In Phase 0, the Beacon chain has zero real-world usage, as no transactions, smart contracts, or Dapps can be executed. Because of this, the demand for Ethereum will not decrease. On the contrary, the demand for Ethereum may show an increase in the short-term, as investors, speculators and validators begin purchasing ETH before the Beacon chain launches. This interest in accumulating Ethereum can already be observed: Year-to-date, Grayscale has purchased approximately 873,723 ETH.

Furthermore, the network currently shows a two-year high in terms of the network transaction count and at a lower price (Figure 5).

Figure 5: Ethereum daily transaction count and daily price

Source: Etherscan

In the short to medium-term, the demand side is creating bullish pressure. The supply side is also creating bullish pressure in the medium-term, assuming EIP 1559 will also be implemented. Therefore, ETH may show a price increase in the short- to medium-run. Table 1 shows estimates of the price impact on ETH given that the circulating supply decreases with the number of ETH converted and staked in Ethereum 2.0 and assuming that the total market capitalisation and demand remain constant.

Table 1: Possible price impact of Ethereum 2.0 staking on ETH

Source: SEBA Research

In the longer run (i.e., after Phase 2) the price impact of Ethereum 2.0 may be bearish on ETH, as PoW network’s utility will decrease, when transactions, smart contracts, and Dapps are initiated on the PoS network. Note that migrating the Ethereum network to PoS will be time-consuming and difficult and result in the locking up of capital (staking). Therefore, one should avoid staking all Ethereum holdings on Ethereum 2.0. For long-term investors, it would be prudent to stake some of their ETH in Ethereum 2.0 to benefit from the high initial returns while also keeping some ETH on the PoW chain. These investors should also consider that this transition is one of the most ambitious projects in the digital assets space. A failure to deliver or any delays can negatively impact ETH’s price and lead to the locking up of capital on Ethereum 2.0 for an indefinite time period. Investors and traders can also consider the option of holding Ethereum and benefiting from the likely short to medium-term price increase up until the Beacon Chain release.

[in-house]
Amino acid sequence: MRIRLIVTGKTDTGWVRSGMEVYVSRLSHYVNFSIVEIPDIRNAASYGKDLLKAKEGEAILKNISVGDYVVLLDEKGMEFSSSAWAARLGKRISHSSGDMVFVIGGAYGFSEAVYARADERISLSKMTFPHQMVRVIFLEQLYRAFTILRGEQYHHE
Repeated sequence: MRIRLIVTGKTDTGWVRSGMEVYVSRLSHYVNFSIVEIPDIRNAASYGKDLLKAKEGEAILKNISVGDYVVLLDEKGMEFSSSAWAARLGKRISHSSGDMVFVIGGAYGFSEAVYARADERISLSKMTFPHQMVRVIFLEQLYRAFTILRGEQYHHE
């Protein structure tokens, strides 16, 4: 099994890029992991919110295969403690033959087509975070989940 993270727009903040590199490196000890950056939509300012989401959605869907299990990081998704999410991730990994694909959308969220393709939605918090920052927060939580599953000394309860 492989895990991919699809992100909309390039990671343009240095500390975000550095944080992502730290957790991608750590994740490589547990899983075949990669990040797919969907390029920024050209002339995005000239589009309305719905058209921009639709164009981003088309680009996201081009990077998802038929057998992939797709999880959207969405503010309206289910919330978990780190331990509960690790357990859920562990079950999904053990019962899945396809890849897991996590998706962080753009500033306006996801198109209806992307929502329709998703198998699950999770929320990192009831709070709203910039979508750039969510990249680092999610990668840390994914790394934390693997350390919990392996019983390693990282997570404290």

To become a validator

The barrier to entry to becoming a validator on Ethereum 2.0 is relatively low. To become a validator, one must fulfil certain financial and hardware conditions. The entire process will be clarified by release of the Beacon chain. However, the following are basic requirements for becoming a validator on the Beacon chain.

  1. The validator must convert 32 ETH into ETH2 using this deposit contract.
  2. Each validator must stake 32 ETH2. More than 32 ETH will not result in added returns, and therefore staking should be performed in multiples of 32.